Photo via @deciem Instagram


Here Is Everything That Happened At Deciem Thus Far

Co-founder Brandon Truaxe’s latest rant, calling to respect Trump, spurs more controversy

If you’ve been having trouble keeping up with all the drama going on over at Deciem, the parent company of cult favorite The Ordinary—the brand responsible for bringing effective, quality skin care at ridiculously low prices—we don’t blame you. A lot has happened—and all very publicly.

It all started in January when Deciem co-founder and CEO, Brandon Truaxe, allegedly fired his marketing team and started posting to the brand's Instagram account himself. From starting beef with skin-care brand Drunk Elephant—for which he apologized weeks later by pledging to donate $25,000 to Save The Elephants—to describing why he refers to the members of his team as monkeys and posting photos of garbage, his peculiar behavior became a topic of conversation in the beauty world. He then began getting into fights with commenters on his posts, blocking people from the brand's account, and even went so far to allude that one commenter should bleach her skin (later apologizing for the confusion his comment caused and denying any claims of being racist). In short, he’s pissed people off to the point where the brand’s hundreds of thousands of fans started turning their backs on it, even going so far as burning its products.

Then, co-CEO Nicola Kilner, who had been with the brand since the beginning, was let go from the company (she, most recently, shared her side of the story with Elle), and CFO Stephen Kaplan reportedly resigned.

Over the past few days, rumors swirled that Truaxe reportedly fired his entire U.S. team, including his only U.S. PR rep, despite announcing that he’ll be opening 10 more U.S. locations over the next few months. He then went on a rant, calling out an article that The Times posted about him over two years ago, calling the editor “sloppy” and “careless.”

Next, he decided to promote the brand’s upcoming Fifth Avenue store location by posting a photo of a homeless person in front of it. When an Instagram user questioned the photo, he attacked her, sharing her personal information in a post (which has now been deleted), only to later, according to Racked, apologize and offer her $20,000 worth of free products.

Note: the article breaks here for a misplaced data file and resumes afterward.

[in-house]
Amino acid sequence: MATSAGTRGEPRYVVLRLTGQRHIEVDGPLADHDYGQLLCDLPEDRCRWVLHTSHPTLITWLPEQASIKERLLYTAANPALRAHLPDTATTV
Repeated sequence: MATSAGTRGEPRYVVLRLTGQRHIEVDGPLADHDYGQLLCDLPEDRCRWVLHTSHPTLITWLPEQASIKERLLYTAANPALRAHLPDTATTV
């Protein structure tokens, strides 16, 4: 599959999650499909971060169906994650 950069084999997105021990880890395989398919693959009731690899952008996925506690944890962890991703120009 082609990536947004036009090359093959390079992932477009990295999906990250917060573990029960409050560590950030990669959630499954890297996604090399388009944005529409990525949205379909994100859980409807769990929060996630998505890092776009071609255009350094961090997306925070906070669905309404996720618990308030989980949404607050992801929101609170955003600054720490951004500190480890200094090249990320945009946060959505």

Perhaps the most bizarre of all was when he went on a rant after Cosmetics Business posted an article titled “Deciem founder Brandon Truaxe accused of ‘Trump-style social’ and ‘bullying consumers.’” Truaxe posted a screenshot of the headline, followed by a long caption asking for people to respect all presidents, including Trump. 

“Whether you agree or disagree with some or all thoughts of @realdonaldtrump, please respect him as the President of a powerful nation and don’t compare me with him. Your comparison would make both of us, any anybody intelligent, angry,” reads part of the caption. Oof. As would be expected, followers are outraged and have been voicing their opinions in comments, threatening a full-on boycott of the brand.

The same website posted an article today, stating that Truaxe had responded to the allegations that he fired his entire U.S. team, claiming that they were false and that two members of the U.S. team were terminated by the company’s human resources director because “we don’t yet have a need for a dedicated US PR team in addition to our current one.” 

And finally, just yesterday, Truaxe responded to some of these recent controversies—including the firing (or, according to him, non-firing) of Kilner and his thoughts on Trump in a phone interview conducted with Racked. In the article, he seems to just say more controversial things, from calling the homeless man in his recent Instagram post “disrespectful to the beauty of Fifth Avenue,” to taking another swipe at the editor of The Times article, commenting on her apparent wrinkles. 

So yeah, it’s still pretty unclear what, exactly, is going on behind the scenes at Deciem. But, now, the question remains: After all that has happened, will consumers overlook his actions in favor of affordable quality skin care, or will Truaxe drive his business into the ground? 

We’ll just have to wait and see.